BY EARLY February, Bega Cheese will have completed its takeover of the Peanut Company of Australia.
When the ink on the deal is dry, the dairy giant will seek to expand the number of hectares under peanuts.
Bega Cheese owns 96 per cent of PCA shares, with the final four per cent to be bought in coming weeks.
There will also be a program of upgrades to the production facilities and workplace safety systems at PCA's Haly St factory.
A team of accountants and engineers have met with peanut growers and PCA staff this week to assess and plan for this expansion.
Steve Rae is Bega Cheese's head of strategy and planning.
He said Bega aimed to have 100 per cent of its peanut butter sourced from Australian peanuts.
"One of the strategic reasons why we looked at PCA is because consumers want to know more and more about where the product comes from," he said.
"You can pick up a jar of peanut butter and look at the back and say, 'Yep, it's made by Bega Cheese but where do those nuts come from?'
"We wanted to buy PCA to help consumers understand that connection, but also to support and increase in the proportion of our products that are supplied by Australia nuts."
The South Burnett peanuts will find their way into Bega's peanut butter, purchased by Bega Cheese in July.
The product is currently a combination of Australian and Argentinian nuts.
Given Kraft peanut butter is one of the biggest selling brands on the market, it will take some time before Bega can source the volume of nuts it needs to have 100 per cent Australian products.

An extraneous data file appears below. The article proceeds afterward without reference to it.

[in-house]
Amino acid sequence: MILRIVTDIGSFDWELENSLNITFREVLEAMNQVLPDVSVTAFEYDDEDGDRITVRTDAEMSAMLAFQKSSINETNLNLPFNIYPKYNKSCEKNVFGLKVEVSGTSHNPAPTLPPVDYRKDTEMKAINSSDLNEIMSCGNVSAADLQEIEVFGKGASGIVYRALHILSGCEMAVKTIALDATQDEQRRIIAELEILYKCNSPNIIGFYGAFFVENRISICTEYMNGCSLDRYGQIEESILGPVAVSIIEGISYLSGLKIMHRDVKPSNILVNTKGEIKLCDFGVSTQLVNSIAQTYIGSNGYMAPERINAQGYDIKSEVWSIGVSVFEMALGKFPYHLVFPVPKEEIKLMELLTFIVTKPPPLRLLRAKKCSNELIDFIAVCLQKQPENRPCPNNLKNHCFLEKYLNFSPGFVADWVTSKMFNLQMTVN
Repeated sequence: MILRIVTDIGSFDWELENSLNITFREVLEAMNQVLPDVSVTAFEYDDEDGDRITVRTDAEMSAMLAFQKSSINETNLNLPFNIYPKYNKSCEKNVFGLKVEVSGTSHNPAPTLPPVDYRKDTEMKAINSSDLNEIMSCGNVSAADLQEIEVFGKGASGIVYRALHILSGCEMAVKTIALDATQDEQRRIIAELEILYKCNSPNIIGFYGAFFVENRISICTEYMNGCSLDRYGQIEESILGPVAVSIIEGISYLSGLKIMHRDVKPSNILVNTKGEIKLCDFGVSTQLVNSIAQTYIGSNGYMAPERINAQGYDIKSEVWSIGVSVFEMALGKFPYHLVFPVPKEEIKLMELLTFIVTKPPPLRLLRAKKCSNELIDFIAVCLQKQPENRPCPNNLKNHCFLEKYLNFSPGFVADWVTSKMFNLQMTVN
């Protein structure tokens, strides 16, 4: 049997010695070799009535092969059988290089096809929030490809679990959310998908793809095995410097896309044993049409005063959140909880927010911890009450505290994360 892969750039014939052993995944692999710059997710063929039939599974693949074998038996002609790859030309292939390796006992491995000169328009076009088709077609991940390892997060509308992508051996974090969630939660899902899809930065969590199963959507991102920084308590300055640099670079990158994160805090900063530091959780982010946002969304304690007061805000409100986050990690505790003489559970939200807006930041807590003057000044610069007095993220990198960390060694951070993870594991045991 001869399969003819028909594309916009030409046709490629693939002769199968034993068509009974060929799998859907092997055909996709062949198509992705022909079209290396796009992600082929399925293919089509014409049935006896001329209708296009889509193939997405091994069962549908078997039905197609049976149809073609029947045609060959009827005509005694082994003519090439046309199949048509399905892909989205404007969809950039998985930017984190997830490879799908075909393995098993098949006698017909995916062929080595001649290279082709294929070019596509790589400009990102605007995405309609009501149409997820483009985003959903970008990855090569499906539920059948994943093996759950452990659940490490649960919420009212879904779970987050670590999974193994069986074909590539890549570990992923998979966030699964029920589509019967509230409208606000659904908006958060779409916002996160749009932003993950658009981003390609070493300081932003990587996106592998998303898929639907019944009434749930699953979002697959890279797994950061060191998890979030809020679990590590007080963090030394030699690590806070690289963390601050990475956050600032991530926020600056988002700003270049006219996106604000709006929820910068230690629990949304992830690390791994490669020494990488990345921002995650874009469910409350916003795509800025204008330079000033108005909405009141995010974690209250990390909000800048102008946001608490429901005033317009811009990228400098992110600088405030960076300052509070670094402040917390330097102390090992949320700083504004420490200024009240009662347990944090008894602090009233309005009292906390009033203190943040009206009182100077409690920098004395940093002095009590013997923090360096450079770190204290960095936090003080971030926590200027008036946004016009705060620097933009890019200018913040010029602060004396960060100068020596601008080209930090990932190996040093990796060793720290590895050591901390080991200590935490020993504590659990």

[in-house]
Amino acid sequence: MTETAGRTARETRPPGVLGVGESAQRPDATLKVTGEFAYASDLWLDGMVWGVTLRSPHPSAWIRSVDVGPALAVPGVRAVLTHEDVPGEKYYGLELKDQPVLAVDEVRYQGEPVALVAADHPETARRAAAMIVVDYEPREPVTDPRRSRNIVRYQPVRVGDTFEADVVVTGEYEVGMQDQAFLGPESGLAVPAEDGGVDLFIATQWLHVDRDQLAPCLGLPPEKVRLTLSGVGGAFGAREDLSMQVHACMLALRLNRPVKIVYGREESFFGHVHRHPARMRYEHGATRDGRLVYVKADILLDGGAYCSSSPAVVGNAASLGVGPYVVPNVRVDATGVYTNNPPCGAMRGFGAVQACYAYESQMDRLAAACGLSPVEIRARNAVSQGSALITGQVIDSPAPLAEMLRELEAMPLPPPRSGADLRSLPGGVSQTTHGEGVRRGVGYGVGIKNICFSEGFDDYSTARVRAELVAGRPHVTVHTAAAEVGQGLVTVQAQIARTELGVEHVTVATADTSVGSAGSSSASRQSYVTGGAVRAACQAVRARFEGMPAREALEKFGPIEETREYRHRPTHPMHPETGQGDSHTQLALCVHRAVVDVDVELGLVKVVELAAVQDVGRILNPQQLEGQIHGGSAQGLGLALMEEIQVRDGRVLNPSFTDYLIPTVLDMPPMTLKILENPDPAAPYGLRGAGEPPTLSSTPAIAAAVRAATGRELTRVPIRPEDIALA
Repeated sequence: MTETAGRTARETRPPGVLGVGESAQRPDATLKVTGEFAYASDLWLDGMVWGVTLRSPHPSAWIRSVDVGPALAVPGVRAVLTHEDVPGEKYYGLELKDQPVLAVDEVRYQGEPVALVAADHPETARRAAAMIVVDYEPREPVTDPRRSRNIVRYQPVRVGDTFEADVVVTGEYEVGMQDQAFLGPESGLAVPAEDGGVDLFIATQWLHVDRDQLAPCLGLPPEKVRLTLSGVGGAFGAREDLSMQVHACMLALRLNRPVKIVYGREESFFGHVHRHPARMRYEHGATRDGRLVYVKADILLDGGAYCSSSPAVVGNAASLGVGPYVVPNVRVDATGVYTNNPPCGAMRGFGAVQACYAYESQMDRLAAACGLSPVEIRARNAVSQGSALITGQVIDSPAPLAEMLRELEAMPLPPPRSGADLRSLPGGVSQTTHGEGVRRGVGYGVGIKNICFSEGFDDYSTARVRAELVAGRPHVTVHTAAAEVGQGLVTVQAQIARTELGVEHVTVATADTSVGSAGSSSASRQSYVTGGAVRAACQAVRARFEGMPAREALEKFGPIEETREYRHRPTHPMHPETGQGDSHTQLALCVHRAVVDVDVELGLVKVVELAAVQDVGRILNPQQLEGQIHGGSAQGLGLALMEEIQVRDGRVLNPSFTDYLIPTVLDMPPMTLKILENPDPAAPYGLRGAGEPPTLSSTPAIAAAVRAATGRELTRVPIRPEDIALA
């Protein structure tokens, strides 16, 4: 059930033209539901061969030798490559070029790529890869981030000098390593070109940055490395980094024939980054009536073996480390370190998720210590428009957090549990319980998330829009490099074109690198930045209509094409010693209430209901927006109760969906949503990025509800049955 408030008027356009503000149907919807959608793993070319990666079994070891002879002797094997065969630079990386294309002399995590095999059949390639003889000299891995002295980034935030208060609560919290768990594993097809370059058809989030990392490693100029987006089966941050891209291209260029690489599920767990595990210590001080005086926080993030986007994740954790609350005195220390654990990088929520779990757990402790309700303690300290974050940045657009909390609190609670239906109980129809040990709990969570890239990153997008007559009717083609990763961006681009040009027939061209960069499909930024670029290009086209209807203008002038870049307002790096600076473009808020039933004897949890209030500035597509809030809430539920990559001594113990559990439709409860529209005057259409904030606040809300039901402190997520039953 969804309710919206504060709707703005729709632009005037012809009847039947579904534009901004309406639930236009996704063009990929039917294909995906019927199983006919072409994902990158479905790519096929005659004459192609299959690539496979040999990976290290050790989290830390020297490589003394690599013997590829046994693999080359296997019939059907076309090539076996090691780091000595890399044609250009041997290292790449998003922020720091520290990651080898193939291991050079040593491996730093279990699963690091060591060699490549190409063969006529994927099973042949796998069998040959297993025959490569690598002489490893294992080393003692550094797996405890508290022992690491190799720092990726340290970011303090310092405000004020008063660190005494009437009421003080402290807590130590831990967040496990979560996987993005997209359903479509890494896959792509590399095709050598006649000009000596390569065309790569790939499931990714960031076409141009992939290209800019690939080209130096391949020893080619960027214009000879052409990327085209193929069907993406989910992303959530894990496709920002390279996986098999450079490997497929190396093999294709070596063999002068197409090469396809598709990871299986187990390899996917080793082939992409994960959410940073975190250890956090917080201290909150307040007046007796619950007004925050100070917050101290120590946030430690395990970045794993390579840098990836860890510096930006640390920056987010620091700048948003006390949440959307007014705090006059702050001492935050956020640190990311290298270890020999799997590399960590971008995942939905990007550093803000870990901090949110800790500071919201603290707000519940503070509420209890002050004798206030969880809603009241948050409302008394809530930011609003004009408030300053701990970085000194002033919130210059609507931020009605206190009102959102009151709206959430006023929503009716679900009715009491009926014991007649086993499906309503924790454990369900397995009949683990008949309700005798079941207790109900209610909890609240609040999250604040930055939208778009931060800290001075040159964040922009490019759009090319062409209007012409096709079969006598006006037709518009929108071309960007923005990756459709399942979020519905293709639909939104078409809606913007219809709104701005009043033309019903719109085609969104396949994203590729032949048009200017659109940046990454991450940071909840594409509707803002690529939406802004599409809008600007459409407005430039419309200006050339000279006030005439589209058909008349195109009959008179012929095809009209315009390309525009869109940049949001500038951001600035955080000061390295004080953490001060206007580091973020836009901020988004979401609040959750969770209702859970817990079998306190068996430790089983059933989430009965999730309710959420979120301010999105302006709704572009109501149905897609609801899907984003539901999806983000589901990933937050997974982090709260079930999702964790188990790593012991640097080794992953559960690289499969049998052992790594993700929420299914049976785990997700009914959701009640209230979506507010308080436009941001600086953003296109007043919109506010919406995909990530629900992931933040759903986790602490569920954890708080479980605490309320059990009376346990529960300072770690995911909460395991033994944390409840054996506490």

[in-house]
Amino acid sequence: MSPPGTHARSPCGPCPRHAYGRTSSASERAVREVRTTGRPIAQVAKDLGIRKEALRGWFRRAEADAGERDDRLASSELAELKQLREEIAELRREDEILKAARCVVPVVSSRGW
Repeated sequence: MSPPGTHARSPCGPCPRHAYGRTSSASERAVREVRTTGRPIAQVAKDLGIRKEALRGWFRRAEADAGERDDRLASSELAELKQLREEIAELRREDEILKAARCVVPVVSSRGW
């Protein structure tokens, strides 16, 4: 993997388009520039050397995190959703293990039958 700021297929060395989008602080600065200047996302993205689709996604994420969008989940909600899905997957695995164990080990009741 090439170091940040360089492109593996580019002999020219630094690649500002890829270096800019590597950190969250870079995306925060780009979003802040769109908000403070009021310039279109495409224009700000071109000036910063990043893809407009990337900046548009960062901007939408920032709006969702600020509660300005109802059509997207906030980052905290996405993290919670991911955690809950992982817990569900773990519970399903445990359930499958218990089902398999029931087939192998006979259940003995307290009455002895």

"There's a really important change happening with labelling in this country with country of origin labelling on the back of packs," Mr Rae said.
These labels will say what percentage of a product is made from Australia and imported ingredients
"We probably can't get to 100 per cent Australian nuts straight away, but we want to work with growers here and our other regions to really increase size of the crop," Mr Rae said.
He said upgrades at the Haly St factory would help in meeting this goal.
"That's as much about safety and how we support farmers in terms of our drying capacity, and looking at the (PCA's) Picky Picky range," Mr Rae said.
The summer peanut season is under way and Mr Rae said the company would have to wait until next year to increase its crop.
He said it would take a while to source the equipment and finalise plans before any major work on the factory started.
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